Probably the best $100 I ever spent was when my good friend in San Diego, Robert, helped me disassemble my beater Trek 7300 hybrid bike to ship it to New York ($50) to a Chelsea bike shop where they reassembled it (the other $50).
When I arrived, I went right to the bike shop and rode it “home,” smiling from ear to ear with the ecstasy of riding my old bike in my new city. I’ve been riding it around the City ever since, often going to roof-viewing meetings with my helmet in hand.
The other smart thing I did (this one was free!) was join a fabulous Meet-Up group called Bike to Adventure. Through BtA, I’ve met dozens of super New Yorkers and have even been lucky enough to make a few wonderful friends.
We met along the bike path in Harlem to view our first roof destination from a distance, the 28-acre Riverbank State Park. We rode up there and locked our bikes under the park. Pamela, a helpful State Park warden, gave us a walking tour, showing us all over, including the ice rink, the Olympic size pool and what is probably the only elevated community garden in New York City (more on that in a future blog).
We then rode to Lincoln Center to see the magnificent “Illumination Lawn,” the green grass roof atop the Film Society and the posh Lincoln restaurant. We also admired the almost-completed LCT3 experimental theater space that is being built on the roof of the Beaumont Theater.
A ride down to Section 2 of the High Line ensued with our first snag of the day. The Colicchio & Sons 350-seat food truck park and outdoor tap room had been shut down the day before, at the end of the “summer season.” We were hungry so we enjoyed the elevated gardens of the High Line probably more quickly than we should have, and headed down to Artichoke Basille’s Pizza for some delicious refueling. We then tried to find some street-level art: The Serra installation at the Gagosian (go see this!) and the David Byrne installation under the High Line at 25th Street, but we struck out on both of those too. Galleries are closed on Sundays, we learned.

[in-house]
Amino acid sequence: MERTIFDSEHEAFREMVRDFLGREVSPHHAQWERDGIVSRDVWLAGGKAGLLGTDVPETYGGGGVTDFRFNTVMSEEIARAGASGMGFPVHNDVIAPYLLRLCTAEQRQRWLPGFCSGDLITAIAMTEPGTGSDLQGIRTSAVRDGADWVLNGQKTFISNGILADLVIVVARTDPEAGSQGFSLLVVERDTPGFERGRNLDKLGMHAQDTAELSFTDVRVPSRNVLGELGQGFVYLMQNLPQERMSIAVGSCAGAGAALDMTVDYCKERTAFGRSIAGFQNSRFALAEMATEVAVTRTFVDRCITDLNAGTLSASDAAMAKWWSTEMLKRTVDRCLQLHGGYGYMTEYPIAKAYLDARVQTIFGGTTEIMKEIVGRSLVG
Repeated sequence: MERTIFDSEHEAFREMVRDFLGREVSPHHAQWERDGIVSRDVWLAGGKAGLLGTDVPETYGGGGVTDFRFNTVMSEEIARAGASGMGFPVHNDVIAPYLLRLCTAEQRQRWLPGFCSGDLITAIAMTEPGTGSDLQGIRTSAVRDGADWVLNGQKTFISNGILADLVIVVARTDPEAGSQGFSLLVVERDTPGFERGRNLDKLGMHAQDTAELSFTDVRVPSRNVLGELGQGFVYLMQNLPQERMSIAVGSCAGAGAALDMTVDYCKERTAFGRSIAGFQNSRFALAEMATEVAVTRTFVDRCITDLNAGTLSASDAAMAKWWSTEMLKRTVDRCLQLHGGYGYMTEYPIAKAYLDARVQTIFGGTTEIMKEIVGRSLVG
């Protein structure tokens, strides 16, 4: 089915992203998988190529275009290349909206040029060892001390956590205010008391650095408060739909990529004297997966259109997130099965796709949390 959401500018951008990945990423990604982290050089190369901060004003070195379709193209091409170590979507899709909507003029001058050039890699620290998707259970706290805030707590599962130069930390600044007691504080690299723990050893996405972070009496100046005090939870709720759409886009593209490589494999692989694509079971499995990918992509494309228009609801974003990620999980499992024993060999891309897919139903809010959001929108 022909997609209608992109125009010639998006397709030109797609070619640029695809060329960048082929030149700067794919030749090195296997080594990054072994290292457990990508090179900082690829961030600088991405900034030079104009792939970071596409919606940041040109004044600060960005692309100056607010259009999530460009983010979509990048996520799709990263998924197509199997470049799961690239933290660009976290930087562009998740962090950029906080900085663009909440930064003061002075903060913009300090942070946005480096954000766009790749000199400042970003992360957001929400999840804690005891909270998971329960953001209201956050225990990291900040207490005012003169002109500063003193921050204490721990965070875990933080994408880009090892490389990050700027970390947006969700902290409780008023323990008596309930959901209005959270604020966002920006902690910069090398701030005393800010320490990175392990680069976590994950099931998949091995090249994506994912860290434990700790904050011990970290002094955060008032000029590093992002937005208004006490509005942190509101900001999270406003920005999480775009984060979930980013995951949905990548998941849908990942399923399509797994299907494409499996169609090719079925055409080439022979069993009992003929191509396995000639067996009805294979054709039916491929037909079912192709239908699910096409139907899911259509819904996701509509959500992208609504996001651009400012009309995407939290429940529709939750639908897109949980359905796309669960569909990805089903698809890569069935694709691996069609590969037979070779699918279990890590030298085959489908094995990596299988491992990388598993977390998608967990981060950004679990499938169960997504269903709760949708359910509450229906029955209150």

We rode past the Morgan Mail Processing Center, which hosts the largest green roof in Manhattan, through the Robert Moses pocket park to view the Burning Man daisies on the roof of the Death Star Building, then down the greenway to Battery Park City to the Irish Hunger Memorial. This is a 2002 permanent art-installation green roof that Peter, a fellow Roof Rider, claims looks just like the landscape when he was riding his bike through Kerry County, Ireland. The view of the Lady Liberty from up there was inspiring as sky was filled with bursts of orange in a cloud-filled, rain-threatening sunset.
We cycled down to the bottom of Manhattan, past the Staten Island Ferry terminal and up a few block on the east side to The Elevated Acre. We got there just as the rain began. We enjoyed the Acre’s artfulness, and its East River and Brooklyn views for a few minutes, but then ducked into a pub to wait for the rain to pass while we watched our beloved Yankees lose a playoff game to Detroit.
Because of the rain, we never made it to the excellent roof bar with the great City view in Williamsburg, but I have a strong feeling we’ll do this ride again when the forecast is more favorable. In the meantime, I’ll keep LOOKING UP to find new roofs to add to the Roof Ride tour.
( All photos by Declan Zimmerman, BtA member and a great photographer)